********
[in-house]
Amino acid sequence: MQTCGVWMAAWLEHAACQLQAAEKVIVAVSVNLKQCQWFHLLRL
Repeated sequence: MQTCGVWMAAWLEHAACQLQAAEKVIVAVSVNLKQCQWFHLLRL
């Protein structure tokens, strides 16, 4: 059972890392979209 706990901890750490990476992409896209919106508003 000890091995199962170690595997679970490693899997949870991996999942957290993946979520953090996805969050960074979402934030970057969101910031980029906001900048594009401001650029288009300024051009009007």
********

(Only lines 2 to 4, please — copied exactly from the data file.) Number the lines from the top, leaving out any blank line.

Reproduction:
Amino acid sequence: MQTCGVWMAAWLEHAACQLQAAEKVIVAVSVNLKQCQWFHLLRL
Repeated sequence: MQTCGVWMAAWLEHAACQLQAAEKVIVAVSVNLKQCQWFHLLRL
């Protein structure tokens, strides 16, 4: 059972890392979209 706990901890750490990476992409896209919106508003 000890091995199962170690595997679970490693899997949870991996999942957290993946979520953090996805969050960074979402934030970057969101910031980029906001900048594009401001650029288009300024051009009007």